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The Final Countdown
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Far-fetched but plausable, this is a story about an aircraft carrier traveling backwards in time, just before the start of WWII. The USS Nimitz is cruising peacefully 200 miles off Pearl Harbor when it is suddenly caught in a massive electrical storm and almost immediately the sea becomes calm again. The reconnaissance photos taken after the storm plots their position and indicates a blow-up of Pearl Harbour, circa 1941 with the battleship Arizona visible in the photo. This seems impossible. It dawns on the officers that somehow they have traveled back in time. The crew must now decide whether or not to change the course of history.
With a tantalizing "what-if?" scenario and a respectable cast of Hollywood veterans, The Final Countdown plays like a grand-scale episode of The Twilight Zone. It's really no more than that, and time-travel movies have grown far more sophisticated since this popular 1980 release, but there's still some life remaining in the movie's basic premise: What if a modern-era Navy aircraft carrier--in this case the real-life nuclear-powered U.S.S. Nimitz--was caught in an anomalous storm and thrust 40 years backwards in time to the eve of Japan's attack on Pearl Harbor? Will the ship's commander (Kirk Douglas) interfere with history? Will the visiting systems analyst (Martin Sheen) convince him not to? Will a rescued senator from 1941 (Charles Durning) play an unexpected role in the future of American politics? Veteran TV director Don Taylor doesn't do much with the ideas posed by this potentially intriguing plot; he seems more interested in satisfying aviation buffs with loving footage of F-14 "Jolly Roger" fighter jets, made possible by the Navy's generous cooperation. That makes The Final Countdown a better Navy film than a full-fledged time-travel fantasy, but there's a nice little twist at the end, and the plot holes are easy to ignore. James Cameron would've done it better, but this popcorn thriller makes an enjoyable double-bill with The Philadelphia Experiment. --Jeff Shannon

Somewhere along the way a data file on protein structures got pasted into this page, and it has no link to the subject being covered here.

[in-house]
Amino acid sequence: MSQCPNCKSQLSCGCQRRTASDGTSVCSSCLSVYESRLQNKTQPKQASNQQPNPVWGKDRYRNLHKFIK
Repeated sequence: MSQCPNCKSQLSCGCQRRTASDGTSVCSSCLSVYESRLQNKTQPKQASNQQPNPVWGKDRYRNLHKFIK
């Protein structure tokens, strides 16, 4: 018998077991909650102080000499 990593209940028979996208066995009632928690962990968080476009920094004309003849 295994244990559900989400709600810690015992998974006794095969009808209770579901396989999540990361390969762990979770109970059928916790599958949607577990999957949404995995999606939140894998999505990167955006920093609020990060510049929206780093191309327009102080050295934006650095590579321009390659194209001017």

- High-Definition transfer from original camera negative
- Audio Commentary with Director of Photography Victor J. Kemper
- Theatrical Trailers
- TV Spots
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While the basic story holds up pretty well today the movie is a bit dated in some ways, but I think those don't matter much to enjoying the movie. For me (begin a Navy brat from the 1960's and 70's) I found the Corsairs and tomcats on the carrier pretty interesting. While the movie kept my interest and entertained me, it felt like they didn't quite nail the ending. I was left wanting a better plot twist. I don't want to give away anything to first time viewers. The ending does tie up loose ends.
The cast is excellent for its day with Kirk Douglas, James Farentino, Martin Sheen, Katharine Ross and Charles Durning. Oh yes - and Ron O'Neil of SuperFly fame.
I think it's worth a watch if you like historical time travel with some sorta science fiction thrown in. I enjoyed seeing it again after 20+ years. Because the ending isn't as good as the bulk of the movie I'm giving it 4 stars. .
The music score I see was getting slammed in another review but having grown up seeing this movie way back when it's stuck with me through the years as a favorite with clear themes from the battle march to love theme not far removed from a 1977 movie with a much larger budget that carries on to this day from a Lucasfilm catalog. :)